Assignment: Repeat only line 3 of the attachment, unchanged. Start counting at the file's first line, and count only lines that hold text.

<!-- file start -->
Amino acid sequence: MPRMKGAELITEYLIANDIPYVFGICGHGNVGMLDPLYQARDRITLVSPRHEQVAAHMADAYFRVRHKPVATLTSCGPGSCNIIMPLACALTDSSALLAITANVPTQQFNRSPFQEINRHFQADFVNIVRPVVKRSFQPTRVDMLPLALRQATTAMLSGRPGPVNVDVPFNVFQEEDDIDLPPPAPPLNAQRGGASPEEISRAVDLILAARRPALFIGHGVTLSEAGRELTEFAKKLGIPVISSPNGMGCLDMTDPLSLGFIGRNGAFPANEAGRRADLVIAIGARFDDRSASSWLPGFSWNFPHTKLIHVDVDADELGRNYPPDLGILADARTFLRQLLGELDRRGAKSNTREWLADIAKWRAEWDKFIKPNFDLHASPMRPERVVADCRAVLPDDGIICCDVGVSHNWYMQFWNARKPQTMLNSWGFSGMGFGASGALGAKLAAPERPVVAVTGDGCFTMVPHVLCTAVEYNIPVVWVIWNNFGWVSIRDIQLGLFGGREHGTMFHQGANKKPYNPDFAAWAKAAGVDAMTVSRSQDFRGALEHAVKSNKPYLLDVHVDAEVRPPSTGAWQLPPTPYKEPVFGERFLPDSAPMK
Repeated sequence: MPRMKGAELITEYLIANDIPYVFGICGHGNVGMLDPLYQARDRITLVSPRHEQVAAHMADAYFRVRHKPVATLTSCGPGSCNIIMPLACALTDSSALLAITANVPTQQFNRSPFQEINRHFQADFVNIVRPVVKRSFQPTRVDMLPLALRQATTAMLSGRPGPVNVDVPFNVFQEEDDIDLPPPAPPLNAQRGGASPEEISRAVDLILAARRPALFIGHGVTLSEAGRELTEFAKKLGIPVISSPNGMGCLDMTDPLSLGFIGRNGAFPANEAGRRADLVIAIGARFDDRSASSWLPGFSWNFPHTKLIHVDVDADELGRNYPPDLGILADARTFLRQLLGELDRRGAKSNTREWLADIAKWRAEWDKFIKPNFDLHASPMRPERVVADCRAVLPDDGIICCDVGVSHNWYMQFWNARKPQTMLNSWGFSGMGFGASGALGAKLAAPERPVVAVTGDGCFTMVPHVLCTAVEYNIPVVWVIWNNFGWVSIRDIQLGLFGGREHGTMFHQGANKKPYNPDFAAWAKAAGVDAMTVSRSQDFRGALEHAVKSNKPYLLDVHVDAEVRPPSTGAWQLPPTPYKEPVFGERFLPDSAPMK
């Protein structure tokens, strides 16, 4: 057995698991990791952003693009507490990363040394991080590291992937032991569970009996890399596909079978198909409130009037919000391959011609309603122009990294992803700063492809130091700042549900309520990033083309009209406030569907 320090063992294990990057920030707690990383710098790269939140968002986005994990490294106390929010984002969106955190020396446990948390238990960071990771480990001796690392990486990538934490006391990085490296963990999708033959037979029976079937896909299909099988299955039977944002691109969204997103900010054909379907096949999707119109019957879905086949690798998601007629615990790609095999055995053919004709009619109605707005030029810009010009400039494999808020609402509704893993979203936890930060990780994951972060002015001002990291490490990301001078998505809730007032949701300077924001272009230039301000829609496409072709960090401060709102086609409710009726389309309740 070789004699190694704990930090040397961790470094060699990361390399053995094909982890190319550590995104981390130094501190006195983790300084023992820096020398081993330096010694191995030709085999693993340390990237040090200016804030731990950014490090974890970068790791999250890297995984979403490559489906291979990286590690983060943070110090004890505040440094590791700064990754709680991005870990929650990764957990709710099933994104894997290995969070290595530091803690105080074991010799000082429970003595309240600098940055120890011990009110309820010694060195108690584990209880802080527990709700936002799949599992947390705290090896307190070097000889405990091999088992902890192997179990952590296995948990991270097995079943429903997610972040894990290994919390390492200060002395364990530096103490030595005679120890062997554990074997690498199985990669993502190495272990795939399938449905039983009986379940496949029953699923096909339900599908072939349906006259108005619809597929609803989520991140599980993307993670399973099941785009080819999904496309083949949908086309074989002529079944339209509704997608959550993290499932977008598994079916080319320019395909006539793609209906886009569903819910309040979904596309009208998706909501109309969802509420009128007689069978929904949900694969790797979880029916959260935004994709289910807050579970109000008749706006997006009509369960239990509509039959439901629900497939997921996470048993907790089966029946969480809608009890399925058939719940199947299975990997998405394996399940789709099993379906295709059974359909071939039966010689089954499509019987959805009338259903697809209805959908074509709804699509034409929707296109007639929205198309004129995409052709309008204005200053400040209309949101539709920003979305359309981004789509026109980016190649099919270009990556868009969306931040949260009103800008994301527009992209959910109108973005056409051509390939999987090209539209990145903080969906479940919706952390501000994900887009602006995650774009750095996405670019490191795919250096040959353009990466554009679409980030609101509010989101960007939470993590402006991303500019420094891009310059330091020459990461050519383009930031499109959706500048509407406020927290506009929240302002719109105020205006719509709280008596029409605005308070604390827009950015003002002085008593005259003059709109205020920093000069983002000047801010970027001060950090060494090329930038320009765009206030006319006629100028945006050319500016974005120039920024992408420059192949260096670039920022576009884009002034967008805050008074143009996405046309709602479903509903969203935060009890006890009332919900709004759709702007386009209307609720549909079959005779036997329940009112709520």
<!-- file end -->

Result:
């Protein structure tokens, strides 16, 4: 057995698991990791952003693009507490990363040394991080590291992937032991569970009996890399596909079978198909409130009037919000391959011609309603122009990294992803700063492809130091700042549900309520990033083309009209406030569907 320090063992294990990057920030707690990383710098790269939140968002986005994990490294106390929010984002969106955190020396446990948390238990960071990771480990001796690392990486990538934490006391990085490296963990999708033959037979029976079937896909299909099988299955039977944002691109969204997103900010054909379907096949999707119109019957879905086949690798998601007629615990790609095999055995053919004709009619109605707005030029810009010009400039494999808020609402509704893993979203936890930060990780994951972060002015001002990291490490990301001078998505809730007032949701300077924001272009230039301000829609496409072709960090401060709102086609409710009726389309309740 070789004699190694704990930090040397961790470094060699990361390399053995094909982890190319550590995104981390130094501190006195983790300084023992820096020398081993330096010694191995030709085999693993340390990237040090200016804030731990950014490090974890970068790791999250890297995984979403490559489906291979990286590690983060943070110090004890505040440094590791700064990754709680991005870990929650990764957990709710099933994104894997290995969070290595530091803690105080074991010799000082429970003595309240600098940055120890011990009110309820010694060195108690584990209880802080527990709700936002799949599992947390705290090896307190070097000889405990091999088992902890192997179990952590296995948990991270097995079943429903997610972040894990290994919390390492200060002395364990530096103490030595005679120890062997554990074997690498199985990669993502190495272990795939399938449905039983009986379940496949029953699923096909339900599908072939349906006259108005619809597929609803989520991140599980993307993670399973099941785009080819999904496309083949949908086309074989002529079944339209509704997608959550993290499932977008598994079916080319320019395909006539793609209906886009569903819910309040979904596309009208998706909501109309969802509420009128007689069978929904949900694969790797979880029916959260935004994709289910807050579970109000008749706006997006009509369960239990509509039959439901629900497939997921996470048993907790089966029946969480809608009890399925058939719940199947299975990997998405394996399940789709099993379906295709059974359909071939039966010689089954499509019987959805009338259903697809209805959908074509709804699509034409929707296109007639929205198309004129995409052709309008204005200053400040209309949101539709920003979305359309981004789509026109980016190649099919270009990556868009969306931040949260009103800008994301527009992209959910109108973005056409051509390939999987090209539209990145903080969906479940919706952390501000994900887009602006995650774009750095996405670019490191795919250096040959353009990466554009679409980030609101509010989101960007939470993590402006991303500019420094891009310059330091020459990461050519383009930031499109959706500048509407406020927290506009929240302002719109105020205006719509709280008596029409605005308070604390827009950015003002002085008593005259003059709109205020920093000069983002000047801010970027001060950090060494090329930038320009765009206030006319006629100028945006050319500016974005120039920024992408420059192949260096670039920022576009884009002034967008805050008074143009996405046309709602479903509903969203935060009890006890009332919900709004759709702007386009209307609720549909079959005779036997329940009112709520």